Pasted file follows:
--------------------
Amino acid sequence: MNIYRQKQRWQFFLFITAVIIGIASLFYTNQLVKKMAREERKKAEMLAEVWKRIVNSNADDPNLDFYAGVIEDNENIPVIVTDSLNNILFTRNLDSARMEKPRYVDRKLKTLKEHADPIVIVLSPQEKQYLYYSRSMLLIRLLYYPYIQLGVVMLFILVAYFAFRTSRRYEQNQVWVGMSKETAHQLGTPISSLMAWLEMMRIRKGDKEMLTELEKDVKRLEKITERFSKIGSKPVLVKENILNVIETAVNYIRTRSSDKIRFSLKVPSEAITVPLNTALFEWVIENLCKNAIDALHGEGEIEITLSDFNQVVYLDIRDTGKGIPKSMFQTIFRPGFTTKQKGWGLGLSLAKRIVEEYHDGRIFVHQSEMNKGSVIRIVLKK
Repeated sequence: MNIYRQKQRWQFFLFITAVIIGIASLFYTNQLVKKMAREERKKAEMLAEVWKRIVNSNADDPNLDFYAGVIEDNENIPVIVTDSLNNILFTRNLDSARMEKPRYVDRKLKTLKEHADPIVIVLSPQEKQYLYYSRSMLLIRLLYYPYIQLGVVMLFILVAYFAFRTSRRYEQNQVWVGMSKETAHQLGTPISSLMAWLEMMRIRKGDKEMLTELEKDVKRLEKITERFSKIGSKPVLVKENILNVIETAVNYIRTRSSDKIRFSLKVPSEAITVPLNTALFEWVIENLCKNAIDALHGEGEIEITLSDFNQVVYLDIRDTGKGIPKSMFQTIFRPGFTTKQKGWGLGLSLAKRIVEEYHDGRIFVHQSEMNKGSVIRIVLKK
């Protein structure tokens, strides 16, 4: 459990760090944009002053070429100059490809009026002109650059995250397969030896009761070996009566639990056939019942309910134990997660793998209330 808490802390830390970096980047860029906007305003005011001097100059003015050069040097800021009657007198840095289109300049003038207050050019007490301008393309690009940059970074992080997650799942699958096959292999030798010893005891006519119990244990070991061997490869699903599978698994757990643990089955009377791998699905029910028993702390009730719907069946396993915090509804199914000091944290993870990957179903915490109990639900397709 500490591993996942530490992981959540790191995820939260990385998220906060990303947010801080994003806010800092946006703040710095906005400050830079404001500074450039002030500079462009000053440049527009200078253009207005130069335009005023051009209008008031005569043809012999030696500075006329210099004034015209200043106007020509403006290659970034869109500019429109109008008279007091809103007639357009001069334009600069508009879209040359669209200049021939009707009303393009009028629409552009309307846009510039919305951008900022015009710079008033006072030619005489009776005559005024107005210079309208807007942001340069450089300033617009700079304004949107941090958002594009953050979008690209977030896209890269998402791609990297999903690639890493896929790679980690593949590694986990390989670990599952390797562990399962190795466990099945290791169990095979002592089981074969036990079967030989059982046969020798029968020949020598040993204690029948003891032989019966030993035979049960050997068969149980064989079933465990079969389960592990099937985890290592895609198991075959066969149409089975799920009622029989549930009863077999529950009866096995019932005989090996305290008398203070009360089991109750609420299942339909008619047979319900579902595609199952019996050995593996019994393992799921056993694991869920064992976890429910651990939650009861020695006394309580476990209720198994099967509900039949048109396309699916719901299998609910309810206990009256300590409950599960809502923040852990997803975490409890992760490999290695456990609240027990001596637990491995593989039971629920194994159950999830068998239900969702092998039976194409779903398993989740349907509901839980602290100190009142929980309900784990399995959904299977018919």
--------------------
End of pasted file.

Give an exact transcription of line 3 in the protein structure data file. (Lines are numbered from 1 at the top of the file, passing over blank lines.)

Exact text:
């Protein structure tokens, strides 16, 4: 459990760090944009002053070429100059490809009026002109650059995250397969030896009761070996009566639990056939019942309910134990997660793998209330 808490802390830390970096980047860029906007305003005011001097100059003015050069040097800021009657007198840095289109300049003038207050050019007490301008393309690009940059970074992080997650799942699958096959292999030798010893005891006519119990244990070991061997490869699903599978698994757990643990089955009377791998699905029910028993702390009730719907069946396993915090509804199914000091944290993870990957179903915490109990639900397709 500490591993996942530490992981959540790191995820939260990385998220906060990303947010801080994003806010800092946006703040710095906005400050830079404001500074450039002030500079462009000053440049527009200078253009207005130069335009005023051009209008008031005569043809012999030696500075006329210099004034015209200043106007020509403006290659970034869109500019429109109008008279007091809103007639357009001069334009600069508009879209040359669209200049021939009707009303393009009028629409552009309307846009510039919305951008900022015009710079008033006072030619005489009776005559005024107005210079309208807007942001340069450089300033617009700079304004949107941090958002594009953050979008690209977030896209890269998402791609990297999903690639890493896929790679980690593949590694986990390989670990599952390797562990399962190795466990099945290791169990095979002592089981074969036990079967030989059982046969020798029968020949020598040993204690029948003891032989019966030993035979049960050997068969149980064989079933465990079969389960592990099937985890290592895609198991075959066969149409089975799920009622029989549930009863077999529950009866096995019932005989090996305290008398203070009360089991109750609420299942339909008619047979319900579902595609199952019996050995593996019994393992799921056993694991869920064992976890429910651990939650009861020695006394309580476990209720198994099967509900039949048109396309699916719901299998609910309810206990009256300590409950599960809502923040852990997803975490409890992760490999290695456990609240027990001596637990491995593989039971629920194994159950999830068998239900969702092998039976194409779903398993989740349907509901839980602290100190009142929980309900784990399995959904299977018919």